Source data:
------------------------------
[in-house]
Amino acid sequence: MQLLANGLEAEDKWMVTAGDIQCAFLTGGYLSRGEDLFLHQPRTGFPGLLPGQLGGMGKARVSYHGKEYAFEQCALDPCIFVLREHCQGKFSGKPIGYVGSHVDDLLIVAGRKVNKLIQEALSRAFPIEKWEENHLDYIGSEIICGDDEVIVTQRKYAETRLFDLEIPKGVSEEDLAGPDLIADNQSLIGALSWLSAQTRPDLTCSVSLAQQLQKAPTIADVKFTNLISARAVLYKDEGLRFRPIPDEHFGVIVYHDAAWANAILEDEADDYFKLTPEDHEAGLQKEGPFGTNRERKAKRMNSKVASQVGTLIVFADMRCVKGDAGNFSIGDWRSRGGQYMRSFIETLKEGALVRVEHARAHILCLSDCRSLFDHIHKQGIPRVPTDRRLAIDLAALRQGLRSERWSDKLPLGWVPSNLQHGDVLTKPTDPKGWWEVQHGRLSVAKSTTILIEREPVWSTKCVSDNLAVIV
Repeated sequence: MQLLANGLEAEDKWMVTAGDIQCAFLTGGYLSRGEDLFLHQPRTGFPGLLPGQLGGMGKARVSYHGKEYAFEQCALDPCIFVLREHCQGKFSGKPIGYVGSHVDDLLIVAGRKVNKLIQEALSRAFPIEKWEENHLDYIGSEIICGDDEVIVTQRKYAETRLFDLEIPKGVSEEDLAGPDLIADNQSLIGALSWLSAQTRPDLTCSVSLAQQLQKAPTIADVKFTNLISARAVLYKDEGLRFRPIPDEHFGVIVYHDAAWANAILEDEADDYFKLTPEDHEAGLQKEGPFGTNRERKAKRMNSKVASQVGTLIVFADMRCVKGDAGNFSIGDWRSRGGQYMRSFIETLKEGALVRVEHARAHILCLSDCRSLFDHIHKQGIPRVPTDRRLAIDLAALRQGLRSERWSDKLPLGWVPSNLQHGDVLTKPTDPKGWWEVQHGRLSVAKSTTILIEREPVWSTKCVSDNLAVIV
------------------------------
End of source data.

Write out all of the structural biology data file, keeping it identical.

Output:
[in-house]
Amino acid sequence: MQLLANGLEAEDKWMVTAGDIQCAFLTGGYLSRGEDLFLHQPRTGFPGLLPGQLGGMGKARVSYHGKEYAFEQCALDPCIFVLREHCQGKFSGKPIGYVGSHVDDLLIVAGRKVNKLIQEALSRAFPIEKWEENHLDYIGSEIICGDDEVIVTQRKYAETRLFDLEIPKGVSEEDLAGPDLIADNQSLIGALSWLSAQTRPDLTCSVSLAQQLQKAPTIADVKFTNLISARAVLYKDEGLRFRPIPDEHFGVIVYHDAAWANAILEDEADDYFKLTPEDHEAGLQKEGPFGTNRERKAKRMNSKVASQVGTLIVFADMRCVKGDAGNFSIGDWRSRGGQYMRSFIETLKEGALVRVEHARAHILCLSDCRSLFDHIHKQGIPRVPTDRRLAIDLAALRQGLRSERWSDKLPLGWVPSNLQHGDVLTKPTDPKGWWEVQHGRLSVAKSTTILIEREPVWSTKCVSDNLAVIV
Repeated sequence: MQLLANGLEAEDKWMVTAGDIQCAFLTGGYLSRGEDLFLHQPRTGFPGLLPGQLGGMGKARVSYHGKEYAFEQCALDPCIFVLREHCQGKFSGKPIGYVGSHVDDLLIVAGRKVNKLIQEALSRAFPIEKWEENHLDYIGSEIICGDDEVIVTQRKYAETRLFDLEIPKGVSEEDLAGPDLIADNQSLIGALSWLSAQTRPDLTCSVSLAQQLQKAPTIADVKFTNLISARAVLYKDEGLRFRPIPDEHFGVIVYHDAAWANAILEDEADDYFKLTPEDHEAGLQKEGPFGTNRERKAKRMNSKVASQVGTLIVFADMRCVKGDAGNFSIGDWRSRGGQYMRSFIETLKEGALVRVEHARAHILCLSDCRSLFDHIHKQGIPRVPTDRRLAIDLAALRQGLRSERWSDKLPLGWVPSNLQHGDVLTKPTDPKGWWEVQHGRLSVAKSTTILIEREPVWSTKCVSDNLAVIV